November 18, 2016
By Alina Osmena
When it comes to owning a real estate property, there are several types of property ownership. First, the buyer can have that property listed under a personal name. This type of property ownership provides the owner the security of owning his/her own property, but they also carry the burden, if there is any, personally. Second, the buyer can purchase a property and place the title under the name of a Limited Liability Company or LLC, especially if you want to reap the benefits afforded with owning a property without being held personally liable for any untoward incidents. Lastly, the buyer has an option of a land trust ownership agreement as a beneficiary and the buyer appoints a trustee to manage the affairs of the said property.
One of the most popular types of home ownership is listing it under an individual’s own name, since homes are one of the initial properties that most people begin investing in. Since residential homes and apartments are listed under a specific person’s name, the related cost of this purchase is also shouldered by the owner.
There are several taxation benefits across several US States that caters to those who owns a house that is listed under their name. You can claim for a tax reduction on your income tax by filing for a property tax exemption or an income tax deduction.
If the property is listed under your name, there is no threat of possible eviction. It also provides stability in terms of security that is rooted from your home ownership. Moreover, there is more financial predictability when it comes to the housing costs that are incurred regularly and consistently. It also allows the owner to have a better credit rating since you have ownership of a real estate property.
A real estate property is an investment whose benefits are mostly long-term. It is not a very liquid investment, but the value of a real estate property appreciates over time. Homeowners also have a chance to build their equity consistently. As the mortgage decreases, the equity increases and you are even more likely to add to the home’s equity by adding improvements around the house and renting out the home to potential renters.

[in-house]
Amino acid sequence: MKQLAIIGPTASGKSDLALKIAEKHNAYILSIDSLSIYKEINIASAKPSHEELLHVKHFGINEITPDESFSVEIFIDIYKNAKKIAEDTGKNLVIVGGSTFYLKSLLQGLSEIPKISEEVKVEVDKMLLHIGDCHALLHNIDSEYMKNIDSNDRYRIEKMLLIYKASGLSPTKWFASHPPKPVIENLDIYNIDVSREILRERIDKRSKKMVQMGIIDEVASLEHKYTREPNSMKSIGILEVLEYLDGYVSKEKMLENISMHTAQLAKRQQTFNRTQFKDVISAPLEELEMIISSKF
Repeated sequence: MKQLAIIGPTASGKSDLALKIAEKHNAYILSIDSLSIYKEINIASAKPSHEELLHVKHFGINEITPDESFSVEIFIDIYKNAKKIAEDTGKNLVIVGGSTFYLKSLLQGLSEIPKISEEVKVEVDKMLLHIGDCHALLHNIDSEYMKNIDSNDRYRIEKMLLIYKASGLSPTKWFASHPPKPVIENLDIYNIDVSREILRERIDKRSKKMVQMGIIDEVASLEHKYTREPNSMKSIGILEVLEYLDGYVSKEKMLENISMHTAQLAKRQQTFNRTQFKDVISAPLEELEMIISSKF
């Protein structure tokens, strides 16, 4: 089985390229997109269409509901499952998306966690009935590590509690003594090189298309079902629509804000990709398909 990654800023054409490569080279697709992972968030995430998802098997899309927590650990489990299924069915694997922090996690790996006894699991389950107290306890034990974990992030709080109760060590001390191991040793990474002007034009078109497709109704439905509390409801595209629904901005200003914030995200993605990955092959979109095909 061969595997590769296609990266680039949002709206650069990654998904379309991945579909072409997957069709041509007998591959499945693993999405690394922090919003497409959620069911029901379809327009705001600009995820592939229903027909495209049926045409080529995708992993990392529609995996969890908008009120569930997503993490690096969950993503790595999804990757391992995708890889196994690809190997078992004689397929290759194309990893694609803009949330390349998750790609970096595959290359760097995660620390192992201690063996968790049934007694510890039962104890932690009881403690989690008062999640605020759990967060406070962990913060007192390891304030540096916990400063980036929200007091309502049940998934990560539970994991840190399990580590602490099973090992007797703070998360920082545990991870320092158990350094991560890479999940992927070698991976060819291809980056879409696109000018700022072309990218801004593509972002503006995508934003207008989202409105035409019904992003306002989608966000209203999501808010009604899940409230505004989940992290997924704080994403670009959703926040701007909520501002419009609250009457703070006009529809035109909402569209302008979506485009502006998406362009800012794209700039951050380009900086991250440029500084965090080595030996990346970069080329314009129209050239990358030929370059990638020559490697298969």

If the property ownership is listed under your name, you are required to shoulder all the cost related to the purchase of the property. Apart from the cost related to the purchase of the property, there are also costs related to owning the property such as the insurance, improvements, repairs, and maintenance.
Another cost that is not usually considered by buyers is the cost related to the improving and fixing your home. The cost for purchasing a house under your name is not a one-time expense, but a continuous project that needs financial investment.
Each real estate property is subjected to wear and tear. Over the years of use, the depreciation of the property increases and it can eventually reduce the value of the home. As the equity increases, the depreciation also increases, which can slightly affect the value of one’s house. This means that there is a possibility that one can incur financial losses from the purchase of a property.
A Limited Liability Company is a cross between a partnership and a corporation. They are not legally required to comply with all the requirements necessitated from a company, but the proprietors of an LLC are also not legally bound to personally shoulder any of the company’s liabilities. Moreover, one of the benefits enjoyed by an LLC is that it is legally allowed to purchase properties under the company’s name.
When it comes to taxation purposes of this type of property ownership, a Limited Liability Company is not separate from its owners. It is subjected to a pass-through entity, which means that the tax reflected on the business owners’ tax returns passes through the individual income tax code. The income or loss is given directly to the owner and the tax can be paid later on as an individual, all this while still being protected by the LLC.
If you purchase a property under a Limited Liability Company, the insurance is also listed under the name of the LLC. Therefore, if there are any accidents that occur within your site, you are not legally bound to take charge of any of the costs related to that incident and you are also safe from any incidental lawsuit relating to that event.
According to Jeff Weaver, Esq., “It is entirely possible to effectively pass ownership of real estate owned by an LLC to loved ones without ever having to formally execute and record a new deed. This enables property owners to avoid transfer and recording taxes and fees, which can be substantial in many states.” (https://www.legalzoom.com/articles/forming-an-llc-for-real-estate-investments-pros-cons)